The ShUREX campaign and the characteristics of the CU DataHawk UAVs and onboard sensors are described by Kantha et al. (2017). The UAVs were equipped with a custom autopilot programmed to execute a preplanned trajectory near the MU radar. The UAVs could also be commanded to sample interesting atmospheric features revealed by the MU radar in near real time. For the present purpose, we only consider measurements performed during “vertical” ascents and descents. When moving up or down, the UAVs were flying along helical trajectories ~ 100–150 m in diameter at a typical vertical velocity rate of ~ 2 m s^{−1}. The maximum flight altitude was limited to ~ 4.0 km ASL by both battery capabilities and air traffic regulations. Among 41 flights performed during the 2016 campaign, 16 science flights provided (totally or partially) valuable data for comparisons with MU radar data. Hereafter, they will be denoted ‘FLT16xx’, where ‘16’ refers to the year and ‘xx’ is the flight number. In 2017, 23 science flights were available for analysis.
The UAVs were equipped with a variety of sensors for atmospheric measurements (Kantha et al. 2017). Among these sensors, a commercial IMET sonde provided measurements of pressure, temperature and relative humidity (PTU) at 1 Hz. Velocity of the air flow relative to the UAV was measured by a fastresponse Pitotstatic tube and a differential pressure sensor, with the Pitot tube mounted at a height of 3 cm above the vehicle so as to project into the free stream above the aerodynamic boundary layer. This sensor was sampled at an effective rate of 400 Hz. At the nominal airspeed of 14 m s^{−1}, the digital resolution was 0.042 m s^{−1} (see Kantha et al. 2017). In addition, a fastresponse (< 1 ms) cold wire sensor was also available for temperature measurements sampled at 800 Hz.
There were too many flights to describe their characteristics in detail. Most of the flights had ascents and descents (denoted by ‘A’ and ‘D’ when necessary) sometimes separated by horizontal legs of various durations (e.g., FLT1622 and FLT1638). Unanticipated blocking of the Pitot tube (used also by the autopilot for flight control) by precipitation sometimes produced short time span (~ a few tens of seconds) downward motions during ascents (e.g., FLT1605, FLT1615). These sources of aberrant data points were manually removed.
The meteorological conditions were checked every day before deciding to launch UAVs or not since they cannot fly during rainy conditions and strong winds (> 10–15 m s^{−1}). The state of the lower atmosphere during the flights could be known from the available data without additional meteorological information. Indeed, among other things, the relative humidity measurements made by humidity sensors onboard UAV indicated flight in clouds and the radar images provided precise information on the vertical extent and evolution of the convective boundary layer when it exceeded the altitude of the first radar sampling gate. Therefore, turbulence associated with dry or saturated convections could be easily identified from the datasets and could be removed from statistics when focusing on stratified and clear air turbulence only. Actually, the weather was almost clear through the observations above the convective boundary layer.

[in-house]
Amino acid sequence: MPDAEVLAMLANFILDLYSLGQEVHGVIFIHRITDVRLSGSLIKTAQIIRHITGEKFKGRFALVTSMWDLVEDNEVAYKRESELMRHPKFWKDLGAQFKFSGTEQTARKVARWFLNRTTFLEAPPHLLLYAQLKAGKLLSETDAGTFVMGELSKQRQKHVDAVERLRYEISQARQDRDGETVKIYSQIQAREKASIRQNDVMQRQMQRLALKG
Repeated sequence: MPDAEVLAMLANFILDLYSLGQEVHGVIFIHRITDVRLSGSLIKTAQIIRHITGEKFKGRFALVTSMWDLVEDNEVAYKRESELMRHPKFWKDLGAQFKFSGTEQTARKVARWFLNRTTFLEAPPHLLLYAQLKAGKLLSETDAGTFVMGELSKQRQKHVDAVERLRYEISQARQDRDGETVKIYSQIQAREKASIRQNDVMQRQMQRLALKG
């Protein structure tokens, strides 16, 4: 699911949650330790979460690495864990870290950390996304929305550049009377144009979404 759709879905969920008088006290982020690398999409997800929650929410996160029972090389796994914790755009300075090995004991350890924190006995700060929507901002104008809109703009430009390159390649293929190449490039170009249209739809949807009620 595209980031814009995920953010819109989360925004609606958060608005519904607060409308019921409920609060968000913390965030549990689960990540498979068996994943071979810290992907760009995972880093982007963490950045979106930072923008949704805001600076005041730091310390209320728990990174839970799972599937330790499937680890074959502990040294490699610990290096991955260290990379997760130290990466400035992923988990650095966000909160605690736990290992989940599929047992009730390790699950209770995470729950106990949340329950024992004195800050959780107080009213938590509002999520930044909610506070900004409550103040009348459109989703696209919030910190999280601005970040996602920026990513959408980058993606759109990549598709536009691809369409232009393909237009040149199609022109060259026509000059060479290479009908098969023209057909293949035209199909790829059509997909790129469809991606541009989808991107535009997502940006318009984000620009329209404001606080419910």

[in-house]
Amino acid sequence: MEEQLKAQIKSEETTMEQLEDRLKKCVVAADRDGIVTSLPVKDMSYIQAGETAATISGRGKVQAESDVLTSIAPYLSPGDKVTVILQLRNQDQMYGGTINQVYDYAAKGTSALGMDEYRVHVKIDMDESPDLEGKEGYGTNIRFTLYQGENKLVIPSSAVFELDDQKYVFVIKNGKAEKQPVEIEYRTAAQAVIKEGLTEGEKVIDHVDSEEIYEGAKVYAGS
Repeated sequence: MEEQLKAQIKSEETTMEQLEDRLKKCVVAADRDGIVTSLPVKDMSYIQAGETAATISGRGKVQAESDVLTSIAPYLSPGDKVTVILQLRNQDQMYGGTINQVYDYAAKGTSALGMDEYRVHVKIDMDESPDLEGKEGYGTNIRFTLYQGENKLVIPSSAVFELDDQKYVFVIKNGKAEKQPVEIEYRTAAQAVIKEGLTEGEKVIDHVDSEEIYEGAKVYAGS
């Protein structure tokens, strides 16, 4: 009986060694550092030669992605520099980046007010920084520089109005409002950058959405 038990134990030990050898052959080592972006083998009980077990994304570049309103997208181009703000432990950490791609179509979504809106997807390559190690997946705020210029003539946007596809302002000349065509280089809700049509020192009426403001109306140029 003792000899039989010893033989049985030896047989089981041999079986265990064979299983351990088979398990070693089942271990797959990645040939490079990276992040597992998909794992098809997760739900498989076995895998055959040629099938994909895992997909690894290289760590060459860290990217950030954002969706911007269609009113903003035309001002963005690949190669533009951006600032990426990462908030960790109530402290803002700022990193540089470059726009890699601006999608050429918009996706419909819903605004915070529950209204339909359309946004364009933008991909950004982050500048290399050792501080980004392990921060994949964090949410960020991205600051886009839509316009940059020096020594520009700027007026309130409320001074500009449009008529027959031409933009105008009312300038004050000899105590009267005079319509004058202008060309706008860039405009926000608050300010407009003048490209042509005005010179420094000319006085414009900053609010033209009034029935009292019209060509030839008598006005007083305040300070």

Theoretical bases and practical methods of \(\varepsilon\) estimation
Theoretical expressions of \(\varepsilon\) from radar data
From a dimensional analysis, the dissipation rate (assuming isotropy) can be inferred from:
where \(\left\langle {w^{\prime 2} } \right\rangle\) is the variance of vertical wind fluctuations and L is a typical scale of the turbulent eddies. A rms value \(\sigma\) of radial turbulent velocity fluctuations can be obtained from the measured Doppler spectral width after removing nonturbulent contributions to the spectral broadening (see “Appendix”) (e.g., Hocking 1986; Fukao et al. 1994; Naström 1997; Dehghan and Hocking 2011). Similarly to the above expression, we can write: